Wednesday, June 8, 2011

Obs-lista June 7-8, 2011

An 'obs-lista' is an observation list of the species you have seen at a particular place, during a particular time, or for a particular project.  When we grew up in Sweden we used to make lists like these for certain trips and cross off as many species as we could.  This is not a complete list at all, just a few notes of special things seen in New Jersey and Pennsylvania during the last 24 hours.

Japanese knotweed (Polygonum cuspidatum)- this invasive species has taken over like a 1.5 m tall dusty green plague along the railroad line between Trenton and Levittown, Pennsylvania.  It was initially planted as a nice garden plant in the US, but quickly became a horribly invasive weed.  The rhizomes in the soil shoot up new shoots over and over and the plant spreads sideways very quickly.

Cedar waxwings ('sidensvansar') - they are back!  Every June we see cedar waxwings that come and eat the fruits on our Amelanchier tree ('häggmispel').  Only problem is that our Amelanchier tree died last summer from a fungal disease.  The cedar waxwings didn't really look hungry, so I hope they find some other berries to eat.  I love these birds and their 'sirring' sounds.

Monarch butterflies - they are back too!  I have only seen one so far, but still, one butterfly can lay a lot of eggs on a milkweed plant (assuming she mated first...). Apparently there is another invasive milkweed called swallow wort that monarchs also lay their eggs on, but the larvae become sick from that species.  Monarchs, stick to the real milkweeds (Asclepias), so you don't fail to make more monarchs.

Box turtle.  This was a sad occasion this morning.  A nice sturdy box turtle had tried to cross our road but got run over.  All that was left was the 15 cm long shell, broken in one end.  I put the shell up on a rock in the forest.  These ancient creatures are amazing, but they don't do well on asphalt with fast cars.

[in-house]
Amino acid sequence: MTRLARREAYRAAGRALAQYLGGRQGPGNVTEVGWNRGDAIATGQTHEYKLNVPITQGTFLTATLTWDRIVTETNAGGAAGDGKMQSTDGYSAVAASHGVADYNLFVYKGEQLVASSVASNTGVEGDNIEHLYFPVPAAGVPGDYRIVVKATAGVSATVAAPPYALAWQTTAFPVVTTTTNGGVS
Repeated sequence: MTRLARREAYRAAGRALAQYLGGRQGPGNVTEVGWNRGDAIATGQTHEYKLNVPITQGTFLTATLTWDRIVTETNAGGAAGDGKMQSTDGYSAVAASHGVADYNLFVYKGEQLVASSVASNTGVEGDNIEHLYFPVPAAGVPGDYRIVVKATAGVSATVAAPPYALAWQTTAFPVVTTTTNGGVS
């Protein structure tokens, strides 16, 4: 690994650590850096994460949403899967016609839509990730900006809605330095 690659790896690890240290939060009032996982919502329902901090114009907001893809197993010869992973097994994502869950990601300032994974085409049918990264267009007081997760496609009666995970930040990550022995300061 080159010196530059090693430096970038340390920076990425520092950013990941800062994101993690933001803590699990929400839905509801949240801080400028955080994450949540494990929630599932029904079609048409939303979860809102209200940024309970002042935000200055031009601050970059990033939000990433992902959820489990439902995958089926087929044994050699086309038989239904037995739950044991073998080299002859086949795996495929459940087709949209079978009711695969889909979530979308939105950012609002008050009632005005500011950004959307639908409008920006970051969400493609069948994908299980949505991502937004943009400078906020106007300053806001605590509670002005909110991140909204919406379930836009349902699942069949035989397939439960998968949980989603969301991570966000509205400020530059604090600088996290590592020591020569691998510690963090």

Colorado beetle.  Only one seen so far on our property, and I hope this is not the beginning of this year's garden pest.  It seems like every year a different insect species becomes a problem.  We have had invasions of Japanese beetles, brown marmorated stinkbugs, Asian lady beetles, toxic blister beetles, and bagworms during different years.  I have no problem with killing such insects, but not with poisons - we mostly use the drowning technique. We picked the blister beetles off our beets and swiss chard by hand last year, with gloves on, since they can cause bad dermatitis and poisoning. Not only the weather is out of control but the invasive animals and plants too!

Fire flies - they are back!  I love fireflies.  Their green glow make nice streaks in the hot summer evenings, and make this place tropical (in the good sense).  The heat makes it feel tropical in the bad sense.  Tomorrow it is predicted to be 100 degrees Fahrenheit (=37 Celsius) here. Too hot!

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